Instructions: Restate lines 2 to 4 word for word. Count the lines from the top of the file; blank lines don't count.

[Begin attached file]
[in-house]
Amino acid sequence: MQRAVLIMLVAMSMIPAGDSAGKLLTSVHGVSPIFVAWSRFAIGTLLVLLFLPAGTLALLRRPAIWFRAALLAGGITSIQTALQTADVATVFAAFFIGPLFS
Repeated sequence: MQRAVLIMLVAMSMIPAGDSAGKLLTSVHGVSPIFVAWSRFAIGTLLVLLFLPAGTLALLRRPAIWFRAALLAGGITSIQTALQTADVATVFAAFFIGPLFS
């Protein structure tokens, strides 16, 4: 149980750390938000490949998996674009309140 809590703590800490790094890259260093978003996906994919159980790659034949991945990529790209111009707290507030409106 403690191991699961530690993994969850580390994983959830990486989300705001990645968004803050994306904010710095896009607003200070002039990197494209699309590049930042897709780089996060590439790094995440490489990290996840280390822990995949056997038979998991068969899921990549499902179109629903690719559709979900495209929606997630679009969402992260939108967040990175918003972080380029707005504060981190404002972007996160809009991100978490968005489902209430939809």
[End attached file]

Amino acid sequence: MQRAVLIMLVAMSMIPAGDSAGKLLTSVHGVSPIFVAWSRFAIGTLLVLLFLPAGTLALLRRPAIWFRAALLAGGITSIQTALQTADVATVFAAFFIGPLFS
Repeated sequence: MQRAVLIMLVAMSMIPAGDSAGKLLTSVHGVSPIFVAWSRFAIGTLLVLLFLPAGTLALLRRPAIWFRAALLAGGITSIQTALQTADVATVFAAFFIGPLFS
């Protein structure tokens, strides 16, 4: 149980750390938000490949998996674009309140 809590703590800490790094890259260093978003996906994919159980790659034949991945990529790209111009707290507030409106 403690191991699961530690993994969850580390994983959830990486989300705001990645968004803050994306904010710095896009607003200070002039990197494209699309590049930042897709780089996060590439790094995440490489990290996840280390822990995949056997038979998991068969899921990549499902179109629903690719559709979900495209929606997630679009969402992260939108967040990175918003972080380029707005504060981190404002972007996160809009991100978490968005489902209430939809």